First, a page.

Three amino acids and selenium supplementation prevents age-related muscle breakdown
Supplementation with selenium and the amino acids cystine, glycine and glutamine prevents age-related muscle breakdown in lab animals, conclude researchers at Charles R. Drew University of Medicine and Science. Do we believe it or not? The results seem to too good to be true, even for an animal study.
The supplement that the researchers tried out was ProImmune. [proimmuneco.com] ProImmune is a patented [US RE42645 E1] blend of amino acids and selenium intended to boost the concentration of glutathione in the cells. A half gram of ProImmune contains about 100 mg cystine [not cysteine], 199 mg glycine, 199 mg glutamine and 1.5 mg selenomethionine.
According to the patent the recommended daily dose for humans is 200 mg. This dosage, for the amino acids, is improbably low.
The amino acids in ProImmune are the building blocks that make up the protective tripeptide glutathione. Protective enzymes need glutathione to be able to function. A number of these enzymes contain selenium.
The researchers gave laboratory mice aged 17 months – in human age they would be in their fifties – feed that contained 3 mg ProImmune per kg for six months.
Mice of the same age in the control group were given standard food, with no additions.
At the end of the six months the mice had become old. When the researchers compared the muscle mass of the old mice with the muscle mass of young mice [Young], they noticed that the mice that had been given ProImmune [Old + F1] had lost noticeably less muscle mass than the mice in the control group [Old].
When the researchers counted the number of dying cells in the mice's muscles they found large numbers in the old mice that had not been given a supplement. In the old mice that had been given ProImmune with their food, the number of dead cells was even less than in the young mice, as the figure on the right shows.
The figure below shows that the supplement had indeed reduced the decline in concentration of active glutathione due to aging. Moreover, the researchers also found less of the inflammatory protein interleukin-6 in the blood of Old+F1 mice than in the old mice that had not been given a supplement.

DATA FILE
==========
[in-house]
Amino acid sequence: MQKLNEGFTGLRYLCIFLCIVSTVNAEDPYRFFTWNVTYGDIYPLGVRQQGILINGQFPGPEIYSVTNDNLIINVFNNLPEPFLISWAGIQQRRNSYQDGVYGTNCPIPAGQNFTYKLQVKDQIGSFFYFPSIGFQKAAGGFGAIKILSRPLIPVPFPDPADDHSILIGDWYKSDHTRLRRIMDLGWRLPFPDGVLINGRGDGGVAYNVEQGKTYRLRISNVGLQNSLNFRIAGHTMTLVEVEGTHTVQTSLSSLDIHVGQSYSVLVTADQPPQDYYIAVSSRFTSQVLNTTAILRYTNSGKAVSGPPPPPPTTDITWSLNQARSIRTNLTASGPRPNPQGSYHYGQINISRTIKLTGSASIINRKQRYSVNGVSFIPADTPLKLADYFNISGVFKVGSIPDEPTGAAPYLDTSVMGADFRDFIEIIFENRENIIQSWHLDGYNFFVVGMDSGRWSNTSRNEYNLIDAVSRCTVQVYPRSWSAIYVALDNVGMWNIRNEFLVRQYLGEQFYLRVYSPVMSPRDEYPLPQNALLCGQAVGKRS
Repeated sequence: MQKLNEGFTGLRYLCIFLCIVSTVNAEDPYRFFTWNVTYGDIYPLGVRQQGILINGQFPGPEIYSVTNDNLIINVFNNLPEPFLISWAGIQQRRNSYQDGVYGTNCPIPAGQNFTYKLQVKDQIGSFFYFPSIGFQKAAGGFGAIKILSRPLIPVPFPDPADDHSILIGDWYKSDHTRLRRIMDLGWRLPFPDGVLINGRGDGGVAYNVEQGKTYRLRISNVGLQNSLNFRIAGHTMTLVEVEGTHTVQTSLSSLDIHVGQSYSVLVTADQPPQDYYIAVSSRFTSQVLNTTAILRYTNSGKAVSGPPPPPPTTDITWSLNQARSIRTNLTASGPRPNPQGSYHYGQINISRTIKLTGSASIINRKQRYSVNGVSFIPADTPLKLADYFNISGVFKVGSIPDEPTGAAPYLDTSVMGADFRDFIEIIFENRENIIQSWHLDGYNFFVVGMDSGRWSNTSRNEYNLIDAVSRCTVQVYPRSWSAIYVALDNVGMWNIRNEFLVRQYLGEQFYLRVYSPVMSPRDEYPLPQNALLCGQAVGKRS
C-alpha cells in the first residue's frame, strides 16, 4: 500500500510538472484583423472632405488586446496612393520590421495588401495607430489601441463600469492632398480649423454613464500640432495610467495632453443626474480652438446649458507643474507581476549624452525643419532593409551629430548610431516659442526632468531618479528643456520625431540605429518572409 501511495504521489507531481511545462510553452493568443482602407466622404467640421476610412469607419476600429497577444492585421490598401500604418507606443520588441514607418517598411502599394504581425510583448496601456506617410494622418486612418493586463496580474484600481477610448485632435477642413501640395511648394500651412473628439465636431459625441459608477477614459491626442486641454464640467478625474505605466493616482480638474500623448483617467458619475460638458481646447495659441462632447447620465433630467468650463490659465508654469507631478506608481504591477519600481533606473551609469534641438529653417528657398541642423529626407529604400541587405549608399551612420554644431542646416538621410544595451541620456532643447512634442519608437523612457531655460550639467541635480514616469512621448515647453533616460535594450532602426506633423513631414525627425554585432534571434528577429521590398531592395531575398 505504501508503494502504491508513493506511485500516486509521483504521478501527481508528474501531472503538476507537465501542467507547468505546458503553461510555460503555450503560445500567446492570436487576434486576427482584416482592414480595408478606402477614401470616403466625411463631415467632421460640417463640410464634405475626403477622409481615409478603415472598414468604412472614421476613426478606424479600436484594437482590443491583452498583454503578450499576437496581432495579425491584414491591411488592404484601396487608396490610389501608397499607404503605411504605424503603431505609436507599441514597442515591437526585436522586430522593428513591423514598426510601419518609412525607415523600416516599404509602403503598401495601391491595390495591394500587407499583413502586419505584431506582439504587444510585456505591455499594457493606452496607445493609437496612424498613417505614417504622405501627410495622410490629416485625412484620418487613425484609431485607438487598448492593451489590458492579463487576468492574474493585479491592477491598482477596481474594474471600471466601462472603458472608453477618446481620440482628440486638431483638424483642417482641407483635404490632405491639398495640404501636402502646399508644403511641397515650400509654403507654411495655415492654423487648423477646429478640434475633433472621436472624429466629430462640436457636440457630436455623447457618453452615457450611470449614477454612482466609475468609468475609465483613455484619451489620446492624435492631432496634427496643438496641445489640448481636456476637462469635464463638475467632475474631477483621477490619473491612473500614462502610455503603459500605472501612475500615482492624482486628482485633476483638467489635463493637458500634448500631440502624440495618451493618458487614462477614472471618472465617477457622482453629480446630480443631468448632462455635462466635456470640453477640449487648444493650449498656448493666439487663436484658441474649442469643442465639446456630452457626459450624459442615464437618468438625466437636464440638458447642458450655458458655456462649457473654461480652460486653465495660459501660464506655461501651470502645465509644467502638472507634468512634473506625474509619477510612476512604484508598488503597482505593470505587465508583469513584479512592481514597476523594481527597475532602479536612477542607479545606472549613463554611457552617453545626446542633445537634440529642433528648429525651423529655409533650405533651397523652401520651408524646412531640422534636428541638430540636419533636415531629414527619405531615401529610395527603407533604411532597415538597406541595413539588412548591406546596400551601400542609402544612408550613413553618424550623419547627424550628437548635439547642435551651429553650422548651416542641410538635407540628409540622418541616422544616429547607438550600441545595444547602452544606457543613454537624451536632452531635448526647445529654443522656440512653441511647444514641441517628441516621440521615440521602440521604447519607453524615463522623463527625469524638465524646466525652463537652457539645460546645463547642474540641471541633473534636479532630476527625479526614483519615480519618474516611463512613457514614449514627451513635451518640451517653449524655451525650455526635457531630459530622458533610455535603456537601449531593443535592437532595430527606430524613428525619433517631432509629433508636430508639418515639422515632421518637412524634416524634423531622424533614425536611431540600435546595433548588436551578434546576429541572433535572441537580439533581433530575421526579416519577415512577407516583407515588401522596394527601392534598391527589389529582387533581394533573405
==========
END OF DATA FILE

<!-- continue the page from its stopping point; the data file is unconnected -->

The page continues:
The figure above shows that the supplement boosted the activity of the anabolic signal molecule Akt, and increased the concentration of Delta-1. Delta-1 is a protein that tells stem cells to develop into muscle cells.
The supplement also boosted the amount of active AMPK in the mice's muscles. As a result of this the muscles remained sensitive to insulin and maintained the extraction of nutrients from the blood. And because the supplement inhibited the enzyme FAS, the muscles didn't convert the nutrients into intra-muscular fat.
Supplements that prevent the glutathione concentration from declining as a result of aging might actually delay aging processes, the researchers suspect. They therefore argue in favour of human studies being done. What works in mice doesn't always work in humans.
The creator of ProImmune, Albert Crum, was one of the authors of the study. However, his company didn't sponsor the study. The researchers obtained their money from the American Federation of Aging Research [afar.org] and the US government.
J Gerontol A Biol Sci Med Sci. 2013 Jul;68(7):749-59.
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